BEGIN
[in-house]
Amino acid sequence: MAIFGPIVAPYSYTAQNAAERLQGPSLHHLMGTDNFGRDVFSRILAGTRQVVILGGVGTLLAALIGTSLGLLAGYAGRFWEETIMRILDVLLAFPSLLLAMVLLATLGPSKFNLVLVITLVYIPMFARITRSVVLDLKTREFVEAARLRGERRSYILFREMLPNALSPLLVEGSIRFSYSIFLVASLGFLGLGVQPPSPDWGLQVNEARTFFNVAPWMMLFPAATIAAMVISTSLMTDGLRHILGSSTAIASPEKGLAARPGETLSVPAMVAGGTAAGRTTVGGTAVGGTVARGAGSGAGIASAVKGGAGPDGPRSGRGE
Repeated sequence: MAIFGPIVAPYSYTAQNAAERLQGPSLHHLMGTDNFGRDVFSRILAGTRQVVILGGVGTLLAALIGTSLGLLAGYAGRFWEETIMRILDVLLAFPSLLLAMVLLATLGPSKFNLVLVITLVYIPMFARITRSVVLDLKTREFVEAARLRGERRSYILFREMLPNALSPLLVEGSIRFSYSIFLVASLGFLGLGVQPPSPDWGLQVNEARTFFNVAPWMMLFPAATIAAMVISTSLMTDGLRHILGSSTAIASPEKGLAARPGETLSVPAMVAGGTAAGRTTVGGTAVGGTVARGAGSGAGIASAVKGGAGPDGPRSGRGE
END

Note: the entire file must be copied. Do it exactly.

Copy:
[in-house]
Amino acid sequence: MAIFGPIVAPYSYTAQNAAERLQGPSLHHLMGTDNFGRDVFSRILAGTRQVVILGGVGTLLAALIGTSLGLLAGYAGRFWEETIMRILDVLLAFPSLLLAMVLLATLGPSKFNLVLVITLVYIPMFARITRSVVLDLKTREFVEAARLRGERRSYILFREMLPNALSPLLVEGSIRFSYSIFLVASLGFLGLGVQPPSPDWGLQVNEARTFFNVAPWMMLFPAATIAAMVISTSLMTDGLRHILGSSTAIASPEKGLAARPGETLSVPAMVAGGTAAGRTTVGGTAVGGTVARGAGSGAGIASAVKGGAGPDGPRSGRGE
Repeated sequence: MAIFGPIVAPYSYTAQNAAERLQGPSLHHLMGTDNFGRDVFSRILAGTRQVVILGGVGTLLAALIGTSLGLLAGYAGRFWEETIMRILDVLLAFPSLLLAMVLLATLGPSKFNLVLVITLVYIPMFARITRSVVLDLKTREFVEAARLRGERRSYILFREMLPNALSPLLVEGSIRFSYSIFLVASLGFLGLGVQPPSPDWGLQVNEARTFFNVAPWMMLFPAATIAAMVISTSLMTDGLRHILGSSTAIASPEKGLAARPGETLSVPAMVAGGTAAGRTTVGGTAVGGTVARGAGSGAGIASAVKGGAGPDGPRSGRGE